A goal for this year at work is to incorporate more passive programming into teen services. I just finished reading Happier at Home which is making want to make goals and resolutions – things I at which I usually scoff derisively – but I do think that they help me get things done. Why passive programming? Because I like it and I think it gives a bit of an added value to teen services and teen spaces. This is something that my library’s Children’s Roome does very well. They always have a take home craft and multiple other activities in the stacks. Patrons seem to enjoy them, so I want to try them out with teens. Plus, there are some pretty cool things you can do with it.
So far through my research, i.e. Googling, I’ve found that the Programming Librarian has a lot of great ideas like putting out origami paper and instructions, asking “poll” type questions on paper or a chalkboard (or a cool chalkboard vinyl decal – more on that later!), window painting, art projects, etc. Other ideas they include are making programs in a box like a friendship bracelet kit or marble magnets that you could then circulate. I love that idea. Similar to this – and also sadly similar to the box of “rainy day” activities that they create in The Babysitters Club* books – I am thinking of creating a “Bored Box” that I can keep at the desk or set out in the teen area that has stuff in there for bored teens. I’m thinking art supplies, coloring books (coloring is an ageless pastime, I believe), duct tape for crafts with some instructions, decks of cards, and other games.
Other examples I’ve found are this color your own puzzle piece display (pinned from Pinterest without linking back to the originating website – my ultimate pet peeve!), this “guess what weird thing I am” quiz, and an idea from my mentor (hi!) about putting book series related objects (think tiny bows and arrows, a mockingjay pin, a mini plastic loaf of bread, etc, for a Hunger Games theme) in a jar of rice/sand/couscous and having the kids try and figure out all of the pieces! I would probably do this with rainbow-ized rice because it looks magical:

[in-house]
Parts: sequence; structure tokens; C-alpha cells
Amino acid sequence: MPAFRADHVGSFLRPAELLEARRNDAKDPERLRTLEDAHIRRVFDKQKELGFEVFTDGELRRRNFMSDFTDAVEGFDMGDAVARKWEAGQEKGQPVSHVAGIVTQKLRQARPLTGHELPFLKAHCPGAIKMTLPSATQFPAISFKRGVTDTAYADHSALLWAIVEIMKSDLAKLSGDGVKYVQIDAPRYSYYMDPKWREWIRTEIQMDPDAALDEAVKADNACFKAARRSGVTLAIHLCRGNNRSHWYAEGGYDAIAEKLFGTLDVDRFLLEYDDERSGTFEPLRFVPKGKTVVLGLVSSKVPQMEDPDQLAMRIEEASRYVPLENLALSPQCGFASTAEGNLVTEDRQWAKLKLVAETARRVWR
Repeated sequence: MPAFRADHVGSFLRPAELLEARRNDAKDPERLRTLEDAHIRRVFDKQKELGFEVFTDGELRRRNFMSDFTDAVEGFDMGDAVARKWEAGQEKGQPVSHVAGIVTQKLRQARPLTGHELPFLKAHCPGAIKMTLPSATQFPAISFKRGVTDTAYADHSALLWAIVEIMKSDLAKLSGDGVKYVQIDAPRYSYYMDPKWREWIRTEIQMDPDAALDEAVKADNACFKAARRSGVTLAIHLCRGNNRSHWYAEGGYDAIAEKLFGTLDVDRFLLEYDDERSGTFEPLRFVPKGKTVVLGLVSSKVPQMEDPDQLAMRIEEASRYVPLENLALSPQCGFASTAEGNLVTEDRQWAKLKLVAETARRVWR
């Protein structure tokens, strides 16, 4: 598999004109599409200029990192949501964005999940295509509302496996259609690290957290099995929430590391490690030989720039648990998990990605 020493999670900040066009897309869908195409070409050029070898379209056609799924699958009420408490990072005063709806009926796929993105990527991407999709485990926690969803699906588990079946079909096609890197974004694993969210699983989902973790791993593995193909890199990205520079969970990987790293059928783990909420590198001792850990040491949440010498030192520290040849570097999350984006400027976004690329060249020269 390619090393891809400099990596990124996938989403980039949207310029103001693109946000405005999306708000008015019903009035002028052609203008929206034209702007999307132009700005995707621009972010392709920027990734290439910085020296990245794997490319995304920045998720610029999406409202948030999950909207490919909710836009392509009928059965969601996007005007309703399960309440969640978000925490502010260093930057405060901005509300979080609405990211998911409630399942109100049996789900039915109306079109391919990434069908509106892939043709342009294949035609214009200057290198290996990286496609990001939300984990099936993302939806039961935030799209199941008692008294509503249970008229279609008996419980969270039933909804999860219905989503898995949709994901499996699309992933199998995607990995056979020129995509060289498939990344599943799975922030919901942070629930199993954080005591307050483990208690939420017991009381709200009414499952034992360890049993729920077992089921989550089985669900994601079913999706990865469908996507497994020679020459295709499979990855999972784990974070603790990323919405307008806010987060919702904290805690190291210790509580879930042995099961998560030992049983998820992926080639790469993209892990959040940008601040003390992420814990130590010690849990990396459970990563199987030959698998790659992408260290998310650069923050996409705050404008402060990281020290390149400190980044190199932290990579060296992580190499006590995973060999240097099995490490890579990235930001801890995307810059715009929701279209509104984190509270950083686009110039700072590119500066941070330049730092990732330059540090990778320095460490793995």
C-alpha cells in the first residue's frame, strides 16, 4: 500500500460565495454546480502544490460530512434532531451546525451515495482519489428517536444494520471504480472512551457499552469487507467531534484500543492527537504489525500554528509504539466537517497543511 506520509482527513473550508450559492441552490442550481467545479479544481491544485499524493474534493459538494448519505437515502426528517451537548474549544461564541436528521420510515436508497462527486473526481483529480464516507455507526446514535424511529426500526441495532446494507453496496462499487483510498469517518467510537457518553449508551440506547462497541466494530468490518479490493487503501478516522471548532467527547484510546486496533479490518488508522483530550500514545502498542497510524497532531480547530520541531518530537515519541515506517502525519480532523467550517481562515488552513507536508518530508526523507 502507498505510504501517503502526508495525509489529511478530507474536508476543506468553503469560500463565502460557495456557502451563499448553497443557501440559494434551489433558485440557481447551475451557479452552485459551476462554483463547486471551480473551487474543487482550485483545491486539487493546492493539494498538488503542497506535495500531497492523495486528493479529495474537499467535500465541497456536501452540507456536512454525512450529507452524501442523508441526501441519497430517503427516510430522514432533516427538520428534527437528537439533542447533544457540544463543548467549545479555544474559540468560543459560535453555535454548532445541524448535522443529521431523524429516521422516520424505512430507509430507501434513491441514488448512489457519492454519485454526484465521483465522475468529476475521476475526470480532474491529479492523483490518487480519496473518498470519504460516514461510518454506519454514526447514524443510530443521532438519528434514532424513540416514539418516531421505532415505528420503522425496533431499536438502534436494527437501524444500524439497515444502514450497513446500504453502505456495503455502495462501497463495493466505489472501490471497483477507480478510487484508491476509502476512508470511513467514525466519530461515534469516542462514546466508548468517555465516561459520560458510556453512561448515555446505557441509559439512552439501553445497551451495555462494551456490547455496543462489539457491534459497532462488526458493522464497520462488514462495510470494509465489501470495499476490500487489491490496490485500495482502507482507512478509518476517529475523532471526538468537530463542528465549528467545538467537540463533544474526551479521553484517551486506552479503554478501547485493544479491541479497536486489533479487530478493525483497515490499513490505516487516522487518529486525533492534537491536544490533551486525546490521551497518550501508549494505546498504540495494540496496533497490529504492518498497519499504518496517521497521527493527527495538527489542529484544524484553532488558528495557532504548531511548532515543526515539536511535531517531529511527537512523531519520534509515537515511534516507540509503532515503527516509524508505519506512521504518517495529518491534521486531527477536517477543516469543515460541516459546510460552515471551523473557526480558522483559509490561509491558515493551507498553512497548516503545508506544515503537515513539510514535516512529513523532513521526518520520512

What else? I found these blue silicone sticky birds that look a lot like the twitter logo and stuck them on the wall. (I’ll try and take a picture of them this week as they are sort of hard to describe.) Then I created some fake Tweets from book characters on put them up. I’ve only done two so but it was fun. Hopefully, I can change them out every week or two and have the teens guess the books.
I’m not sure if teens will like, or even notice all of this, so if I find out they don’t then I will have to re-evaluate. But until then, I’m going to try it out. This month for my passive program, I just have a simple Young Adult Book Wordsearch out that I created using Discovery Education’s Puzzlemaker. Then month, I’m going to set out origami paper and instructions. For March, I may do the “guess the objects in the jar” game, perhaps even with a prize!
Finally, this isn’t exactly passive programming, but it’s part of the reason why I want to do more passive programming: the revitalized teen area! Now that the space is slightly more inviting and more teens may be hanging out there, I wanted to make it even more exciting. Or try. I was going to write, “make it even more cool,” but sometimes I may be a bit fuzzy on what is actually “cool” this days. I do try, though. Take a peek:
The TAG (Teen Advisory Group) kids picked out the bean bags, the color scheme, and approved my love of the chalkboard vinyl and the “Keep Calm and Read On” sign. They are still working on some teen-made art for the space, and I’m hoping to find a better desk/table solution. I’m thinking TV trays that could hang from a hook on the wall or lap desks or both. I know some teens want to be able to do homework in this space and the tiny little tables we have just aren’t going to cut it.
I think it’s a big improvement but there is still room to get it even better. What do you think? Do you have any great passive programming ideas you want to share?
*I think my sister always skipped chapter 2, you know the one that starts with “It all started with Kristy’s great idea…” I honestly don’t think I realized all of the second chapters were basically the same until she pointed it out to me years later. Years later, like perhaps in college. Being a fast reader often makes me a bit of an oblivious reader.